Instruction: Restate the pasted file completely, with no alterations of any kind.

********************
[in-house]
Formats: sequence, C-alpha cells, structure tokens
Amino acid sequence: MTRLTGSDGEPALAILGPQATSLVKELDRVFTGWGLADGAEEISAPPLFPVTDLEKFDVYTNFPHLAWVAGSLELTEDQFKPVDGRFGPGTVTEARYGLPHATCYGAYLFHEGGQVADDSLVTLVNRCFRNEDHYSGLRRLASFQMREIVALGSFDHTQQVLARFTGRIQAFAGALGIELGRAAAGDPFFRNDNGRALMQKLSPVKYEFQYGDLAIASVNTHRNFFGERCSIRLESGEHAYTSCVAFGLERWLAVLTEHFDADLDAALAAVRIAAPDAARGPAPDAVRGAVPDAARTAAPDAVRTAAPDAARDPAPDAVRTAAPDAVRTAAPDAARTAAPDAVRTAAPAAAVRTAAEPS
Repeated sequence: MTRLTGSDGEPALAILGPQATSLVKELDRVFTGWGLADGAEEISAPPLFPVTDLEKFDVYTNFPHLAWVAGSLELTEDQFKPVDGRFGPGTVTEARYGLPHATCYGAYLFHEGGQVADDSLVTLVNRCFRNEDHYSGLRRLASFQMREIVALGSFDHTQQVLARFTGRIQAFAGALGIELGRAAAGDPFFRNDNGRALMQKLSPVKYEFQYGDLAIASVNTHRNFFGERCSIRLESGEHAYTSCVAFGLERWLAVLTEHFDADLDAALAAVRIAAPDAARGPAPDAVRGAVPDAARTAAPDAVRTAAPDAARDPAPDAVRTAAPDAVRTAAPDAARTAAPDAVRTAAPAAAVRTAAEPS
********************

[in-house]
Formats: sequence, C-alpha cells, structure tokens
Amino acid sequence: MTRLTGSDGEPALAILGPQATSLVKELDRVFTGWGLADGAEEISAPPLFPVTDLEKFDVYTNFPHLAWVAGSLELTEDQFKPVDGRFGPGTVTEARYGLPHATCYGAYLFHEGGQVADDSLVTLVNRCFRNEDHYSGLRRLASFQMREIVALGSFDHTQQVLARFTGRIQAFAGALGIELGRAAAGDPFFRNDNGRALMQKLSPVKYEFQYGDLAIASVNTHRNFFGERCSIRLESGEHAYTSCVAFGLERWLAVLTEHFDADLDAALAAVRIAAPDAARGPAPDAVRGAVPDAARTAAPDAVRTAAPDAARDPAPDAVRTAAPDAVRTAAPDAARTAAPDAVRTAAPAAAVRTAAEPS
Repeated sequence: MTRLTGSDGEPALAILGPQATSLVKELDRVFTGWGLADGAEEISAPPLFPVTDLEKFDVYTNFPHLAWVAGSLELTEDQFKPVDGRFGPGTVTEARYGLPHATCYGAYLFHEGGQVADDSLVTLVNRCFRNEDHYSGLRRLASFQMREIVALGSFDHTQQVLARFTGRIQAFAGALGIELGRAAAGDPFFRNDNGRALMQKLSPVKYEFQYGDLAIASVNTHRNFFGERCSIRLESGEHAYTSCVAFGLERWLAVLTEHFDADLDAALAAVRIAAPDAARGPAPDAVRGAVPDAARTAAPDAVRTAAPDAARDPAPDAVRTAAPDAVRTAAPDAARTAAPDAVRTAAPAAAVRTAAEPS